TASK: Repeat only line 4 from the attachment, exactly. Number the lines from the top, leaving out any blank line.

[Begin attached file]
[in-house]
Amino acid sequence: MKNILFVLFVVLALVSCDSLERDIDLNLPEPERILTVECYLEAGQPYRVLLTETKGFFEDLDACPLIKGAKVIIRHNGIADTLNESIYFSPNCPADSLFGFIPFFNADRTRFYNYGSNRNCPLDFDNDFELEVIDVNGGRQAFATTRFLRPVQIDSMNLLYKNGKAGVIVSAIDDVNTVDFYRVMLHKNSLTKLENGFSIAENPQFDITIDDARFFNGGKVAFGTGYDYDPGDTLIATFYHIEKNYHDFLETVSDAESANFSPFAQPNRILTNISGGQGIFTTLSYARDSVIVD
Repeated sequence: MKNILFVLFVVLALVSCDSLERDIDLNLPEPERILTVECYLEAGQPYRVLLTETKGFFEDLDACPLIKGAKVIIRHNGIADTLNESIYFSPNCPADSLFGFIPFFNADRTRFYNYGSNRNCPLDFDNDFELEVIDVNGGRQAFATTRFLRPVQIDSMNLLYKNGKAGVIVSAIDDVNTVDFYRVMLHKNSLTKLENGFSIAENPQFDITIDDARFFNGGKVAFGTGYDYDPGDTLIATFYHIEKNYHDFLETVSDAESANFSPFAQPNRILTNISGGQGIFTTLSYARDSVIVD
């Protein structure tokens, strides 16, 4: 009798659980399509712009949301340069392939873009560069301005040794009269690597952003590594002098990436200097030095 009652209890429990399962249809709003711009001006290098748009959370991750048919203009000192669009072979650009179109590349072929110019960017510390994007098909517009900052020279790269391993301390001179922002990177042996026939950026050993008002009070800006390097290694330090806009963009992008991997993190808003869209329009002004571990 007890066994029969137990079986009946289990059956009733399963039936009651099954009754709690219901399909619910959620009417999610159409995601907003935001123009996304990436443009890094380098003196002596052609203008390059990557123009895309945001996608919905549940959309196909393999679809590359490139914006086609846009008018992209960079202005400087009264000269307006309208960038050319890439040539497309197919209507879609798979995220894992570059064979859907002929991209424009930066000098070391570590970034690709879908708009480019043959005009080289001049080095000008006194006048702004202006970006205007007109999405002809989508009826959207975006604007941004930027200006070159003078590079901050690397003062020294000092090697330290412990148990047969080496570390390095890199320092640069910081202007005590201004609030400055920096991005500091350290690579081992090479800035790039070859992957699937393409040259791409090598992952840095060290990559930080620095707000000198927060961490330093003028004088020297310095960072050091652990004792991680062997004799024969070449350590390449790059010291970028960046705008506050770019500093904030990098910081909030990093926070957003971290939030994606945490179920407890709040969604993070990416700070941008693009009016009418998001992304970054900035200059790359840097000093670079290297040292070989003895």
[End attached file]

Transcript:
């Protein structure tokens, strides 16, 4: 009798659980399509712009949301340069392939873009560069301005040794009269690597952003590594002098990436200097030095 009652209890429990399962249809709003711009001006290098748009959370991750048919203009000192669009072979650009179109590349072929110019960017510390994007098909517009900052020279790269391993301390001179922002990177042996026939950026050993008002009070800006390097290694330090806009963009992008991997993190808003869209329009002004571990 007890066994029969137990079986009946289990059956009733399963039936009651099954009754709690219901399909619910959620009417999610159409995601907003935001123009996304990436443009890094380098003196002596052609203008390059990557123009895309945001996608919905549940959309196909393999679809590359490139914006086609846009008018992209960079202005400087009264000269307006309208960038050319890439040539497309197919209507879609798979995220894992570059064979859907002929991209424009930066000098070391570590970034690709879908708009480019043959005009080289001049080095000008006194006048702004202006970006205007007109999405002809989508009826959207975006604007941004930027200006070159003078590079901050690397003062020294000092090697330290412990148990047969080496570390390095890199320092640069910081202007005590201004609030400055920096991005500091350290690579081992090479800035790039070859992957699937393409040259791409090598992952840095060290990559930080620095707000000198927060961490330093003028004088020297310095960072050091652990004792991680062997004799024969070449350590390449790059010291970028960046705008506050770019500093904030990098910081909030990093926070957003971290939030994606945490179920407890709040969604993070990416700070941008693009009016009418998001992304970054900035200059790359840097000093670079290297040292070989003895």